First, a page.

On success, ReturnPacket["{\"status\":\"ExecutionSuccess\"}"] is returned; on failure, ReturnPacket["{\"status\":\"ExecutionError\"}"] is returned.

WSTP Command: ConnectParallelKernel

WSCommandPacket[ConnectParallelKernel[]] bridges the current connection with an available kernel from the parallel kernel default pool. If the kernel is still busy with an evaluation from a previously bridged client, the function will wait for a short default timeout period before failing.
WSCommandPacket[ConnectParallelKernel[timeout]] bridges the current connection with an available kernel from the parallel kernel default pool. If the kernel is still busy with an evaluation from a previously bridged client, the function will wait for timeout seconds before failing.
On success, ReturnPacket["{\"status\":\"ExecutionSuccess\"}"] is returned; on failure, ReturnPacket["{\"status\":\"ExecutionError\"}"] is returned.

WSTP Command: DisconnectKernel

WSCommandPacket[DisconnectKernel[]] unbridges the current connection with its bridged kernel.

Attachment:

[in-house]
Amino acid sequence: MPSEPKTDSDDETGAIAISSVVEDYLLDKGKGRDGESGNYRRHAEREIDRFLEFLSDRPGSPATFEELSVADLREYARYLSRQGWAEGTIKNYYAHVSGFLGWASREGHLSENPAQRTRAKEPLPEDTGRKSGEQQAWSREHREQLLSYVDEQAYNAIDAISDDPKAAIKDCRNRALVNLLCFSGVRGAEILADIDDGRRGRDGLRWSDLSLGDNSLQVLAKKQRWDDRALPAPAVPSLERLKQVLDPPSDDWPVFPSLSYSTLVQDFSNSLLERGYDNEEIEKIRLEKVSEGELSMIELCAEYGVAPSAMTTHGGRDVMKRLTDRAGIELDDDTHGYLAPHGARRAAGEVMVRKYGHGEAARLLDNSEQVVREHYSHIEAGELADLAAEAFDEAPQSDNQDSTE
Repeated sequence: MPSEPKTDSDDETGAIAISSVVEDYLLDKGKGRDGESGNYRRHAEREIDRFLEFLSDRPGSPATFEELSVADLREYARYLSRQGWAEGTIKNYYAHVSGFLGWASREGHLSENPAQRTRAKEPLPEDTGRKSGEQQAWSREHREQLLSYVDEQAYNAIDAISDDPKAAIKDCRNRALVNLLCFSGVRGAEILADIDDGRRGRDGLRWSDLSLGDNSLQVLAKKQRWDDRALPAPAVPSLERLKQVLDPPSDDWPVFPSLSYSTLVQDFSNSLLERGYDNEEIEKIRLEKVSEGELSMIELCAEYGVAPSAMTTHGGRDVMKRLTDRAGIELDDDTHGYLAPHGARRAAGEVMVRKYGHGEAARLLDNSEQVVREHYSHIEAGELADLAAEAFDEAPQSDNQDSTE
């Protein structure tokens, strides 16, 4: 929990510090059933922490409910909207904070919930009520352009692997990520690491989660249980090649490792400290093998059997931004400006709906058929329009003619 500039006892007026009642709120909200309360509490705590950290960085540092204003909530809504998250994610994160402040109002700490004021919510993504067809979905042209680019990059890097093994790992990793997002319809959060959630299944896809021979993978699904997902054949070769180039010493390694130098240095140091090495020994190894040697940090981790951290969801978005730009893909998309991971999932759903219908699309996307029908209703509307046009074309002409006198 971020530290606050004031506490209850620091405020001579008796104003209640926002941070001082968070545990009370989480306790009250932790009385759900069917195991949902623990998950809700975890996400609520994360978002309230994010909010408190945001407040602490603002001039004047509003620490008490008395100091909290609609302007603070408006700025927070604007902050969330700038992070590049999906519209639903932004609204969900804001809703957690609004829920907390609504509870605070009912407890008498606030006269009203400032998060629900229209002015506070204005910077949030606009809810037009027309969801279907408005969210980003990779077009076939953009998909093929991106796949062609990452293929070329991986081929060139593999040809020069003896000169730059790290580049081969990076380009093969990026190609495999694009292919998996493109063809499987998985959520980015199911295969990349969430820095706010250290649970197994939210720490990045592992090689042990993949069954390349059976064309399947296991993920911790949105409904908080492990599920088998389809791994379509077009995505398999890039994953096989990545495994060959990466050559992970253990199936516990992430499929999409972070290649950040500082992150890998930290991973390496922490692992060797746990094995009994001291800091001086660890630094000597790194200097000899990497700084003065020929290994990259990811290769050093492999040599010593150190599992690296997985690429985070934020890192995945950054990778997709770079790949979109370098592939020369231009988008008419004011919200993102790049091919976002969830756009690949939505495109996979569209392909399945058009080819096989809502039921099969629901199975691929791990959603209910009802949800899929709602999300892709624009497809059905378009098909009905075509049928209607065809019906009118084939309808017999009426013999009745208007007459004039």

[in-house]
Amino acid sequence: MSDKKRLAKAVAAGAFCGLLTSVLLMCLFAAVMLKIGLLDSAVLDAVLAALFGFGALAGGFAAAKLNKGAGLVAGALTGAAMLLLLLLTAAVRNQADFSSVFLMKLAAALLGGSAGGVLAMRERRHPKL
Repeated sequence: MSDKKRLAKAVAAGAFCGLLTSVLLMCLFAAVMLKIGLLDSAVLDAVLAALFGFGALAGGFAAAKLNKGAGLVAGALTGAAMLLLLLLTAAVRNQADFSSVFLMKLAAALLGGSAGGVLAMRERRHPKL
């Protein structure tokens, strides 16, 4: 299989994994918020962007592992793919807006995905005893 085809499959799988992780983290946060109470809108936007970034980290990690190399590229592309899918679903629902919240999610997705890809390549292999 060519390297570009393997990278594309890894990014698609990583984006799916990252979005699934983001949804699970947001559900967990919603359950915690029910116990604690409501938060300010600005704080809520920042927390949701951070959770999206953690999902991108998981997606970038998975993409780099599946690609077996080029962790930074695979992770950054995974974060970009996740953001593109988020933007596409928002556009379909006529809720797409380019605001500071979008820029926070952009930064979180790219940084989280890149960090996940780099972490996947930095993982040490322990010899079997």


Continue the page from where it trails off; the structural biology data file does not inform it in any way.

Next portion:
DisconnectKernel fails if the current connection is not bridged.
On success, ReturnPacket["{\"status\":\"ExecutionSuccess\"}"] is returned; on failure, ReturnPacket["{\"status\":\"ExecutionError\"}"] is returned.

WSTP Command: GetKernelBusyStatus

WSCommandPacket[GetKernelBusyStatus[]] tells whether the kernel bridged to the current connection is busy with an evaluation. This function will fail if the current connection is not bridged.
WSCommandPacket[GetKernelBusyStatus["id"]] tells whether the kernel with the ID id is busy with an evaluation.
On success, ReturnPacket["{\"result\":\"True\"}"] or ReturnPacket["{\"result\":\"False\"}"] is returned; on failure, ReturnPacket["{\"status\":\"ExecutionError\"}"] is returned.